I think your point about demonizing people is well made and could be applied more generally. However, with regards to the quote Richard posted, I do think there is a potential issue with insisting that others denounce what you regard as worth denouncing. Of course, there will be cases where it’s obvious, but judging people on the basis of what they are willing to publicly, or not, denounce, sounds more like politics, than science to me. Scientists generally prefer to “fight” in the scientific literature, than in public, and not denouncing something doesn’t imply endorsing it.


  49. ATTP, your convolutions are something to behold.

    The quote posted by Richard hinges on the existence of ‘bullying defenders of pathology in their midst’. Start from there. Assume it as a postulate. What ought to be done by the peers of these bullies? Do they have some moral and intellectual responsibility there?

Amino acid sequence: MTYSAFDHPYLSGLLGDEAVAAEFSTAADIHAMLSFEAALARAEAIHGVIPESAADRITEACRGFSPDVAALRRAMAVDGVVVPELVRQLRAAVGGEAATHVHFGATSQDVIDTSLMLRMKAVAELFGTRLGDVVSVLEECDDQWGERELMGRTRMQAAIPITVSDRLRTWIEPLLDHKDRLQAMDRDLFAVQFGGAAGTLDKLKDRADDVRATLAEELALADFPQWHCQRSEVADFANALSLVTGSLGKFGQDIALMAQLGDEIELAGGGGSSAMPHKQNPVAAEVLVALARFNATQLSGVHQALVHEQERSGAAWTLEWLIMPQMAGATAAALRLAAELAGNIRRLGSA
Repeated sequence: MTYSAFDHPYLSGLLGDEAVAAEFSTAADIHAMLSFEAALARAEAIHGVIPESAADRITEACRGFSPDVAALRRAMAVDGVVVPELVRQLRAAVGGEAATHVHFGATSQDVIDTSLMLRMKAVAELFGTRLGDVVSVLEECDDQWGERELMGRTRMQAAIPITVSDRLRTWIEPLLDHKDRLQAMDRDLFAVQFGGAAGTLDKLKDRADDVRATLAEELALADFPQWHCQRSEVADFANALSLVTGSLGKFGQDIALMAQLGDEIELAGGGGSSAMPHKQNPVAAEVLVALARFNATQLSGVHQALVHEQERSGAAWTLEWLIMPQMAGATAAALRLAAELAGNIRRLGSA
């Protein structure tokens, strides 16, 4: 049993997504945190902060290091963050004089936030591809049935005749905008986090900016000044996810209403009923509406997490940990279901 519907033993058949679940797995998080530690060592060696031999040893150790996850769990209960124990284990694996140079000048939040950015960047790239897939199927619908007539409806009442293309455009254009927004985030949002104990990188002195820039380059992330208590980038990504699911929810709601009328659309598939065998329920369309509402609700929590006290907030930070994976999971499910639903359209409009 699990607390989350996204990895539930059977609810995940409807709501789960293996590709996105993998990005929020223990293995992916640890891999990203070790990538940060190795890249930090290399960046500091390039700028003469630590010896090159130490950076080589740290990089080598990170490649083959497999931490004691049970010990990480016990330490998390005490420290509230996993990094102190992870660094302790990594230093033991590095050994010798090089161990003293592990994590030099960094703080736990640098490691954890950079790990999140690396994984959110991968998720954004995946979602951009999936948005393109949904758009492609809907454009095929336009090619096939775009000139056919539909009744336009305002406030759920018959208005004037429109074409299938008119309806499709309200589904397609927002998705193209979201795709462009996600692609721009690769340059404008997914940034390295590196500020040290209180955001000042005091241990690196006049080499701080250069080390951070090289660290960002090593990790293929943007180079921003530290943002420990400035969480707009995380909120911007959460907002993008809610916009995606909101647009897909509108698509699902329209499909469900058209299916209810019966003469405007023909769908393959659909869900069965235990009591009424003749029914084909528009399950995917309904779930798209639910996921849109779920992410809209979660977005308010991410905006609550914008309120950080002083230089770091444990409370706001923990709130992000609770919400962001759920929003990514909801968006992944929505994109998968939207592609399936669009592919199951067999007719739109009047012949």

Or, if you prefer, challenge the presumption. For example, you might wish to deny the existence of the presumed bullying behaviour, and tell us why you take that view.

    But you float away from the challenge and waffle instead.

    Liked by 1 person

  50. Thanks to GreenieWatch (http://antigreen.blogspot.co.uk/2017/01/the-usual-gullibility-from-kristoff-of.html#links), I have just across a very thoughtful paper on Cook et al. (2016) [all the other articles mentioned at the GreenieWatch link look worthwhile as well].